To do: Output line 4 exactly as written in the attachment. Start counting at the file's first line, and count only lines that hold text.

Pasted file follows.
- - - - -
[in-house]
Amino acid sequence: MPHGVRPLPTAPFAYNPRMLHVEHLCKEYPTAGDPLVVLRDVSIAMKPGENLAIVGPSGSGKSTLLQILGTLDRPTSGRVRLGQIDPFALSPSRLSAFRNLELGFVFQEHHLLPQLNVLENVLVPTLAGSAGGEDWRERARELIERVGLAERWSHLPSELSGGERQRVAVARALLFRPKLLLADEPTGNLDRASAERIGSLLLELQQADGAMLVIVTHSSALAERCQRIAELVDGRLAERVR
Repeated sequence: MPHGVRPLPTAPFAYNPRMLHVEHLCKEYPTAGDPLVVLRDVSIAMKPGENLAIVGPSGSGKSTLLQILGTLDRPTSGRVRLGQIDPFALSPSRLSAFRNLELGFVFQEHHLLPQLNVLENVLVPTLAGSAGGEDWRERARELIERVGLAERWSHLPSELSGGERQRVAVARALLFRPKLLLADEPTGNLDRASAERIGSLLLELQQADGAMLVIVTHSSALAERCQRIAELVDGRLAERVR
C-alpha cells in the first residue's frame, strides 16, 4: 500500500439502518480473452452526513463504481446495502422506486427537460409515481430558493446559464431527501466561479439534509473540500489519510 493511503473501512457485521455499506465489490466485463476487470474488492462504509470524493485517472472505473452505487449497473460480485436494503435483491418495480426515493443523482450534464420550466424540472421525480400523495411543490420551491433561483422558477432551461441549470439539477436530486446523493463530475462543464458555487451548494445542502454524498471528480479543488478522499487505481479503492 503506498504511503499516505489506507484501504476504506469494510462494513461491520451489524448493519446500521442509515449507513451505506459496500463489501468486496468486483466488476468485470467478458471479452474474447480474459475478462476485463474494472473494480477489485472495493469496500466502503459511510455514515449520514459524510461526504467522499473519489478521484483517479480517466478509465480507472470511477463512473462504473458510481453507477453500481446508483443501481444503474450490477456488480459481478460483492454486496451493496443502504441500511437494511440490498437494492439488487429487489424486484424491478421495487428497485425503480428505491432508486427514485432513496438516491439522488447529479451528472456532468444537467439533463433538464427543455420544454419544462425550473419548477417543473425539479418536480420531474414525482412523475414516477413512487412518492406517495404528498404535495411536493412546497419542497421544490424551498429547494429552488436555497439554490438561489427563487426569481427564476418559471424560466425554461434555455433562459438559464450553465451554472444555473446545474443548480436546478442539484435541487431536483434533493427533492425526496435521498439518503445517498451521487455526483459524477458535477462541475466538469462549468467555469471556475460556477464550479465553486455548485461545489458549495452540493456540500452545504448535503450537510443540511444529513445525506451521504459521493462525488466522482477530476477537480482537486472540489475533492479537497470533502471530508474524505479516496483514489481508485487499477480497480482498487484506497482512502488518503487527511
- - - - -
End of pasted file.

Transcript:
C-alpha cells in the first residue's frame, strides 16, 4: 500500500439502518480473452452526513463504481446495502422506486427537460409515481430558493446559464431527501466561479439534509473540500489519510 493511503473501512457485521455499506465489490466485463476487470474488492462504509470524493485517472472505473452505487449497473460480485436494503435483491418495480426515493443523482450534464420550466424540472421525480400523495411543490420551491433561483422558477432551461441549470439539477436530486446523493463530475462543464458555487451548494445542502454524498471528480479543488478522499487505481479503492 503506498504511503499516505489506507484501504476504506469494510462494513461491520451489524448493519446500521442509515449507513451505506459496500463489501468486496468486483466488476468485470467478458471479452474474447480474459475478462476485463474494472473494480477489485472495493469496500466502503459511510455514515449520514459524510461526504467522499473519489478521484483517479480517466478509465480507472470511477463512473462504473458510481453507477453500481446508483443501481444503474450490477456488480459481478460483492454486496451493496443502504441500511437494511440490498437494492439488487429487489424486484424491478421495487428497485425503480428505491432508486427514485432513496438516491439522488447529479451528472456532468444537467439533463433538464427543455420544454419544462425550473419548477417543473425539479418536480420531474414525482412523475414516477413512487412518492406517495404528498404535495411536493412546497419542497421544490424551498429547494429552488436555497439554490438561489427563487426569481427564476418559471424560466425554461434555455433562459438559464450553465451554472444555473446545474443548480436546478442539484435541487431536483434533493427533492425526496435521498439518503445517498451521487455526483459524477458535477462541475466538469462549468467555469471556475460556477464550479465553486455548485461545489458549495452540493456540500452545504448535503450537510443540511444529513445525506451521504459521493462525488466522482477530476477537480482537486472540489475533492479537497470533502471530508474524505479516496483514489481508485487499477480497480482498487484506497482512502488518503487527511